So, the disciples did as commanded and they stayed in Jerusalem. But they didn’t just sit around, they dug into the Apostles’ teaching; they shared the sacrament; they prayed fervently and they continued celebrating together. That’s how they, in Christ’s Spirit, began the revolution. While remaining together, I’m sure they recalled when Jesus appeared, stood in their presence, and spoke those life-changing words, “Peace be with you … Receive the Holy Spirit!” (John 20:21) They shared how their lives were changed when they heard those dynamite words, and no longer would they drag along in the same old ruts.
No longer would they merely shuffle through their daily routines of getting up, dressing, eating breakfast, going to work, returning home, reading the paper, eating supper, going to bed, getting up, rinse and repeat. Christ’s healing power and dunamis (our word for TNT/dynamite) restored them to wholeness from their “barbed-wire” sickness, that “sickness unto death” described by Søren Kierkegaard; that sickness which hemmed them in, tied them down, isolated them from that Eternal Personality, who alone brings purpose to life and life to purpose. When they received the Holy Spirit, the Presence and the Power of the living Christ, they finally internalized the objective events of Good Friday and Easter. Then they reached out to a world dying to hear the Good News of God’s love and mercy in Jesus Christ. This is why I say, thank God for Pentecost; a celebration of something that is both a noun and an adjective.
Thank God for giving birth to the church. The day when the Holy Spirit transformed the disciples from kittens to tigers, setting them on fire, as people convicted, converted and consecrated to set about turning the world right side up. They became victors, rather than remaining victims. They became revolutionaries, rather than rejects. The Christ who died for them, became the Christ who lived in and with and through them. And this is the same promise God makes to us.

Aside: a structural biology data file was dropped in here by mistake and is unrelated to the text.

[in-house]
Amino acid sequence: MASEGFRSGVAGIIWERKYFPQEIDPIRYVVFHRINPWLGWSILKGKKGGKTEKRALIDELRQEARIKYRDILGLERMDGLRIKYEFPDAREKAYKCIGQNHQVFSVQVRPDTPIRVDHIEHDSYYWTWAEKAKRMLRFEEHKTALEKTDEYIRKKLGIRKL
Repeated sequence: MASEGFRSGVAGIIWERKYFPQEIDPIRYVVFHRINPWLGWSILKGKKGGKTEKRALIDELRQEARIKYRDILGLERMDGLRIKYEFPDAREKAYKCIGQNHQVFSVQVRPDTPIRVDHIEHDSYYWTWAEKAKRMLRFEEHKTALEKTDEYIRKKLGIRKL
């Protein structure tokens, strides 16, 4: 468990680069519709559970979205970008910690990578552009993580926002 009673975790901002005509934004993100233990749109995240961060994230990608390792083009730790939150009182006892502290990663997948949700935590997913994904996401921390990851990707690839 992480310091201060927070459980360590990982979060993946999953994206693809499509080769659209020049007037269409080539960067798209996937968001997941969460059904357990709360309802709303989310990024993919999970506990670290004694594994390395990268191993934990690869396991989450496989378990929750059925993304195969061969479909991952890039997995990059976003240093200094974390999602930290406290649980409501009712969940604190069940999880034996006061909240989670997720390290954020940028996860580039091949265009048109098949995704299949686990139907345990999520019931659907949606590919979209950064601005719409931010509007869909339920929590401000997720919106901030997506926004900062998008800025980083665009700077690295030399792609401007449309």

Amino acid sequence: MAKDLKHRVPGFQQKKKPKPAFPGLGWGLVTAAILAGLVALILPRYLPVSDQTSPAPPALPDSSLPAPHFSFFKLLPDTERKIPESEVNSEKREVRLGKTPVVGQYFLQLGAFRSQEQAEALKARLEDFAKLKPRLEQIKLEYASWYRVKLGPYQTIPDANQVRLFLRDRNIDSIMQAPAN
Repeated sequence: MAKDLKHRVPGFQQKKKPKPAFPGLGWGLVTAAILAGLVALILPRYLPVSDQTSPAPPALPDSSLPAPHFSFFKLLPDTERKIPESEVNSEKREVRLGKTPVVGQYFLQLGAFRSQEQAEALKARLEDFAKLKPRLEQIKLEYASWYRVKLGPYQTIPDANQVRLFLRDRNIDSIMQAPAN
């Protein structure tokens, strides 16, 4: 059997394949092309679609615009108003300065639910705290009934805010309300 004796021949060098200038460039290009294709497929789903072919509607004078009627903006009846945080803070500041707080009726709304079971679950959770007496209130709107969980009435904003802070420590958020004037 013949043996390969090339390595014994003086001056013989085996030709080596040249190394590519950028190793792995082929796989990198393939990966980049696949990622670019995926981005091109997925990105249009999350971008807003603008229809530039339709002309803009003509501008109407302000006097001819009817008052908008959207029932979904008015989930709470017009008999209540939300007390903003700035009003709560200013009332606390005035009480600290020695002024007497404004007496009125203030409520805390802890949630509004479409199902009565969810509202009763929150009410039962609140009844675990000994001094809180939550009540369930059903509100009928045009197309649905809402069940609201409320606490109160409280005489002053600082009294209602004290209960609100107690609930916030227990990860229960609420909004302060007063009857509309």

With the disciples we hear Jesus’ words, “Peace be with you. Receive the Spirit.” T. A. Kantonen, in his book, A Theology of Christian Stewardship, says “No one can be a Christian … until the Holy Spirit has led them into the presence of the living Christ, and a genuine personal commitment to Christ has taken place.” So, the question for us today, and for every day, is both simple and profound, “Do we really want the Holy Spirit convicting, convincing, converting, changing and challenging us?”
One day, a man asked his pastor, “Why can’t I receive power, as did the early disciples, and do the same things as Paul, Steven, the disciples, and multitudes of people since?” The pastor responded, “You shall receive power when Holy Spirit has come upon you. How did they prepare to receive the Spirit? How do you?” That parishioner had the same hesitation as many of us. M. G. Kyle once said that “all of us pray for Holy Spirit; but as soon as the tongues of flame appear, we run for the fire department.”
When the Holy Spirit takes root in our lives, it upsets everything. Christ’s presence leaves us dissatisfied with the way we are. No longer can we be focused inward, look for scapegoats, make excuses, refuse to show mercy to others, play the church game. We receive the Holy Spirit no differently than the disciples. They prayed; they participated in worship; they studied the Scriptures; they received the sacraments. And the Spirit began to transform them into new people, not perfect, but new people, with new attitudes, new motives and new behaviors. They obeyed. One day, a young woman who had frequented taverns, asked her pastor if he knew the dirtiest word used in such places. Reluctantly, he said, “No.” Without a moment’s hesitation, she said, “Commitment!”
Obedience, discipline, commitment – that’s our response to our receiving God’s grace and His Spirit. Of course, we would rather have meetings, talk about prayer, avoid forgiving our enemies, expect worship to comfort us, and focus on the adiaphora or the nonessentials. Charles Schulz, in his book Teenager Is No Disease, has one of the characters ask, “Do you think that anyone is interested in the number of hot dishes the church has served since the Day of Pentecost?” Is it possible that we spend more time talking about potlucks after worship, than we spend sharing our experience of Christ at any time?
The question is, how do we allow the Holy Spirit to work in us? The answer is simple, no differently than the disciples. Too simple? Too scary? Too demanding? Too demeaning for us sophisticated “modern” folks? The disciples put themselves in a position where Holy Spirit could change them. They gathered, they communed, they prayed and they worshiped. Worship was top priority, not something they did in their spare time when they had nothing better to do. I read a poll recently that indicated that most millennials see regular attendance at church as once to twice a month. It does make you wonder if commitment has become the dirtiest word in the American language.